Mesma - Deadlights
Review by Steve Jenkins
One of the most exciting bands in the Australian heavy music scene right now are Deadlights from Brisbane. After just recently signing to the new but ever-growing label Greyscale Records, it wasn't long before the hardcore influenced 4-piece announced their debut album Mesma.
It can be quite hard to find certain metal genres as divisive as the over-saturated 'core' categories.
This makes it hard for many bands to break through the mediocre giants of the classification and dig underneath the dirt to reach success. Since there are so many outlets for music offered by the internet, the metalcore underground has exploded, revealing some energetic tunes that are emerging for young bands.
Take a young band Deadlights for example. If you're in the mindset of viewing the current metalcore and hardcore scene as just Parkway Drive, Northlane and The Amity Affliction, there’s no chance you’ll hear the promising Australian outfit’s newest release, Mesma. So many acts nowadays revert to the typical breakdown and chorus formula, lacking any sort of originality or liveliness to compensate. Deadlights attack the listener immediately, showcasing the sort of vigor that the genre normally lacks, breaking from any persisting stereotypes. With 12 extremely strong tracks, and no bullshit, Mesma is a powerful debut album that displays the growing talent of the band.
Deadlights don’t make the mistake of faltering after a strong opener, and second song 'The Mad Scientist' carries the energy from 'Order Without Order' over. With a powerful guitar erupting right at the start, the band showcase their ability to form harmonies and strong vocal performances. Guitarist and vocalist Tynan Reibelt has a perfect synergy, demonstrating his aptitude when it comes to making each riff captivating just like the melodic vocals. One of my personal favourite tracks 'Wavelenghts' shows a more aggressive side to the band with frontman Dylan Davidson unleashing a performance driven by rage that will be sure to get the mosh-pits moving at their live shows. Careful not to fall into the trap of monotonous breakdowns, Deadlights stick to their talents and continue to show a good quality of technical instrumental work. 'Everything All At Once' as a standout has a reduced speed and brilliant song structure that the band has perfect control over, and it serves to differentiate the album.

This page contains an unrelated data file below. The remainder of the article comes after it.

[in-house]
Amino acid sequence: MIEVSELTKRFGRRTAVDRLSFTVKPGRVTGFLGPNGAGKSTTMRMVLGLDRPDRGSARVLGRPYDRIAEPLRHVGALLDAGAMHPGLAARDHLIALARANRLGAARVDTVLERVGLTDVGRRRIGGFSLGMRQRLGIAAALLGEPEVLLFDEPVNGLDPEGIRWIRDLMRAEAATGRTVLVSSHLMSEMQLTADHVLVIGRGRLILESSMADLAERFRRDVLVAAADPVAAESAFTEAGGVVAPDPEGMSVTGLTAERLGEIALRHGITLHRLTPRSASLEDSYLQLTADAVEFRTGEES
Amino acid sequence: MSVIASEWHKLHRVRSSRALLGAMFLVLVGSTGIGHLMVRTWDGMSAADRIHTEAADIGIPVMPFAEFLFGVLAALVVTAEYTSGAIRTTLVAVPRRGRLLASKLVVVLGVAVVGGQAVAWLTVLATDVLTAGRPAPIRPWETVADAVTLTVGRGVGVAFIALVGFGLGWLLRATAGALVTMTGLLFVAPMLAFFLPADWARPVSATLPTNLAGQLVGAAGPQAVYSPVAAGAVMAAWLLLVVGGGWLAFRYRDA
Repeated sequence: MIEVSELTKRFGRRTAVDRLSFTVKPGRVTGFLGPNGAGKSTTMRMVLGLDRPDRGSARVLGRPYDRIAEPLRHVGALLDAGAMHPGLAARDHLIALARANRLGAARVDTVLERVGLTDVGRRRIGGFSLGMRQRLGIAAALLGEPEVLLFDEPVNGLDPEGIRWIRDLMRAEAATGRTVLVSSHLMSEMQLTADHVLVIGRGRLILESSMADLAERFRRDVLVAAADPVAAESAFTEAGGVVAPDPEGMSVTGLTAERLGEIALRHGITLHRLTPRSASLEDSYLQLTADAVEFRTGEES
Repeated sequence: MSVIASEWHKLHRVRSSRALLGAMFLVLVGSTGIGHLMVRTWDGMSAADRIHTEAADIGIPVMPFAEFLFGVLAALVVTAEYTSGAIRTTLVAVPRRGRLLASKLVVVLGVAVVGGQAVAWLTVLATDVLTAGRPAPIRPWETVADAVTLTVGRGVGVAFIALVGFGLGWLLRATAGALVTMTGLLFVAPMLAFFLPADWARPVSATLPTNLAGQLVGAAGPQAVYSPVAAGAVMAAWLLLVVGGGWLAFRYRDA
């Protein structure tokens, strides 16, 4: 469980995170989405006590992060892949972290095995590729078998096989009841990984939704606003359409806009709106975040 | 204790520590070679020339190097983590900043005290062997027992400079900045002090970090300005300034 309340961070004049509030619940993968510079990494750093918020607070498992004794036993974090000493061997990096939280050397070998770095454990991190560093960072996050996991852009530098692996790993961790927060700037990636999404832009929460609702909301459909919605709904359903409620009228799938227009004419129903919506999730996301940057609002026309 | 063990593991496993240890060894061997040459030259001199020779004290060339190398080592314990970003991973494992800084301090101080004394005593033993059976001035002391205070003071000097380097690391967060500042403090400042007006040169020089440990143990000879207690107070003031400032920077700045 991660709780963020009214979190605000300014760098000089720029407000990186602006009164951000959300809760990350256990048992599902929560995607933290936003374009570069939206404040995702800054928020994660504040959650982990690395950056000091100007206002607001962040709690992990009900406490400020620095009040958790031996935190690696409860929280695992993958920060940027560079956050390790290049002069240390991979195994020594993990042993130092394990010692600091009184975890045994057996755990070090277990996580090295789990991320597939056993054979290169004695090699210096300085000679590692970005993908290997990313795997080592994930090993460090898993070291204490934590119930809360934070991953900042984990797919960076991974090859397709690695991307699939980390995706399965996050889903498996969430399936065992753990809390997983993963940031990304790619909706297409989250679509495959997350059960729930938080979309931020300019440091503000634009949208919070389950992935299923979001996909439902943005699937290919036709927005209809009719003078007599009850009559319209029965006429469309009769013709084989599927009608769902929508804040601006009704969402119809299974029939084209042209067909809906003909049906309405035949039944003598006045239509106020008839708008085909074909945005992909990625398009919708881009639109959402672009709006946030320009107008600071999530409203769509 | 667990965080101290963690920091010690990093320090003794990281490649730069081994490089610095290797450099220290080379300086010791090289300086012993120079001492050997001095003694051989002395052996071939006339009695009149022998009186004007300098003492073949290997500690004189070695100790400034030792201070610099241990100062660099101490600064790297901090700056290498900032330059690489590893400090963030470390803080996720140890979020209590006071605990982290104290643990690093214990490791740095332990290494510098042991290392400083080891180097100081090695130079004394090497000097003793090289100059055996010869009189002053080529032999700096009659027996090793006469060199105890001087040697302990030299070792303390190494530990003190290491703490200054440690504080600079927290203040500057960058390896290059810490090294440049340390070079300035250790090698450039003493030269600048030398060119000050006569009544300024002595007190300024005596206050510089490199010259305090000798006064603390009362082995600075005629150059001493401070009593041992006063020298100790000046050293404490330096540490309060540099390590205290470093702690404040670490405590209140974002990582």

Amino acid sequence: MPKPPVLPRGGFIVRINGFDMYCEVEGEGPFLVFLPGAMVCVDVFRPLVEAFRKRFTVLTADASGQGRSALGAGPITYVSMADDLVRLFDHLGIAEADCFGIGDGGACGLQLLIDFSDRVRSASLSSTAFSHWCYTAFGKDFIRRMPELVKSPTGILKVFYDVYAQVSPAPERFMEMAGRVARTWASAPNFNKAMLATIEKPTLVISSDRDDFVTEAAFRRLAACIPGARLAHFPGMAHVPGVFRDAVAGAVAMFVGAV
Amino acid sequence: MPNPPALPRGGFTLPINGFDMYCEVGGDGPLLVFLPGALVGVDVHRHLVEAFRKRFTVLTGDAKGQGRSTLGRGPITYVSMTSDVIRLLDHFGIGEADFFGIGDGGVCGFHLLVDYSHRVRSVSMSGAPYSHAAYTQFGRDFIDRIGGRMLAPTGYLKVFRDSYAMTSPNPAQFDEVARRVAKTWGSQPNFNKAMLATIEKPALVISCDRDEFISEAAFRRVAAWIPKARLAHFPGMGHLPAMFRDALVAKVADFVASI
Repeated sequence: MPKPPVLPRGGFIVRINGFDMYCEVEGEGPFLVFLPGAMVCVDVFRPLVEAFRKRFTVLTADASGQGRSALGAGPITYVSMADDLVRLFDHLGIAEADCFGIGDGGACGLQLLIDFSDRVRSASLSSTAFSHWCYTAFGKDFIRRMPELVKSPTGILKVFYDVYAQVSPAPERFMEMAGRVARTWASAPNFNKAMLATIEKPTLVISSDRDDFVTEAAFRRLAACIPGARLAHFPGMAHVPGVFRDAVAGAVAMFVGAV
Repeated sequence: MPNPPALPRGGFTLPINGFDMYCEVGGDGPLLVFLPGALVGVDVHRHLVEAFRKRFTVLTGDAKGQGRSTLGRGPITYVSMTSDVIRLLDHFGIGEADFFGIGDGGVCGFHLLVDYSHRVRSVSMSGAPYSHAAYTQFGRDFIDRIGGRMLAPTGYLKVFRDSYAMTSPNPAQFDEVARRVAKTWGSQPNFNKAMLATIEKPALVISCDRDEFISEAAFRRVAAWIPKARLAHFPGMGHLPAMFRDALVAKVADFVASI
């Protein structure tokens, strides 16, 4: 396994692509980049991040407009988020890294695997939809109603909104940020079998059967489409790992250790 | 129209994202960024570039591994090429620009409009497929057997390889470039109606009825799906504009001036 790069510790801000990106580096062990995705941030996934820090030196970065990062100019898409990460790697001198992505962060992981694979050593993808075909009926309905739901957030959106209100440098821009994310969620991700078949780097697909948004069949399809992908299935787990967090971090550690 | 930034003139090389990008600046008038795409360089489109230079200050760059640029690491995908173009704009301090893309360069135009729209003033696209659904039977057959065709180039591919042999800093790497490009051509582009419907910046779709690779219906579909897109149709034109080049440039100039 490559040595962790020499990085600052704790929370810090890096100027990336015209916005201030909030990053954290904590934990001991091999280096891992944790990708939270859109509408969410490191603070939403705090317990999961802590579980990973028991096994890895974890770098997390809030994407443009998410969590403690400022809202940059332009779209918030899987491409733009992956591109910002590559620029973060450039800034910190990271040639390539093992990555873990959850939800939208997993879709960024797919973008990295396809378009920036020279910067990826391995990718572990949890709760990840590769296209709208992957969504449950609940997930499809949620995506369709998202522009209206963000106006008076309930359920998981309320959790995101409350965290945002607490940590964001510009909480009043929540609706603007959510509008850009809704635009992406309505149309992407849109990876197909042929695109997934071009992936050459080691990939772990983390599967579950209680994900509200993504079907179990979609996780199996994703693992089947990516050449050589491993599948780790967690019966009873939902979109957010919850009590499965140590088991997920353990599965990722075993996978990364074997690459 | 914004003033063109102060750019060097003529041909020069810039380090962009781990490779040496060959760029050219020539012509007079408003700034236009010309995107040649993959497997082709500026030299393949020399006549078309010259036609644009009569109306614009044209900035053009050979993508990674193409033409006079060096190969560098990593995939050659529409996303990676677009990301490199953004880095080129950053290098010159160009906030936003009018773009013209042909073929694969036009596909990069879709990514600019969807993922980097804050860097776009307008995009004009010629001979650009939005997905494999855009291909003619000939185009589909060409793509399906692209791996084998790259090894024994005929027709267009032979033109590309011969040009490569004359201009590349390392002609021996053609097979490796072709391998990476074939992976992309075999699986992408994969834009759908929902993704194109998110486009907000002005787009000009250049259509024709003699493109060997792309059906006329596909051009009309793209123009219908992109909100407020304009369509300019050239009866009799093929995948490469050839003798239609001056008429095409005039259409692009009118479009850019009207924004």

The band continues to impress with the second half of the release. Although a little uninspiring at the beginning, 'Invisible Hands' ends up showing the group’s more versatile side with tight vocal synchronizations soaring with the guitars, adding strength to the overall sound. 'Suadade' is the obligatory metalcore ballad, but it is aided by the presence of the bass (audible, believe it or not) and the band’s appealing riffs. Like all previous songs, Deadlights try to steer away from the clichés, opting to not resort to typical post-hardcore grooves and breakdowns. Everything is wrapped up by 'The Shapeshifter', a metalcore rocker that definitely has the hardcore influence on display, it's an outstanding way to close the album.
Make no mistake, Deadlights have a lot to show with this record. It is held back from being a truly great record by its conformity to genre standards, but it still manages to burst through with its commanding, energetic performances. The guitars and drumming are quite progressive and technical, giving a little uniqueness that helps things along. Deadlights are trying to pave a different path from the rest, with their increasing popularity, it would be safe to assume the Aussies may be heading for big exposure as they continue to make music and tour. Mesma is a forceful step forward in front of the competition.
7 out of 10 stars.
Mesma is available to purchase now at JB HiFi, iTunes and all good music retailers. You can also stream the album on Spotify.
You can watch the video for 'The Mad Scientist' below: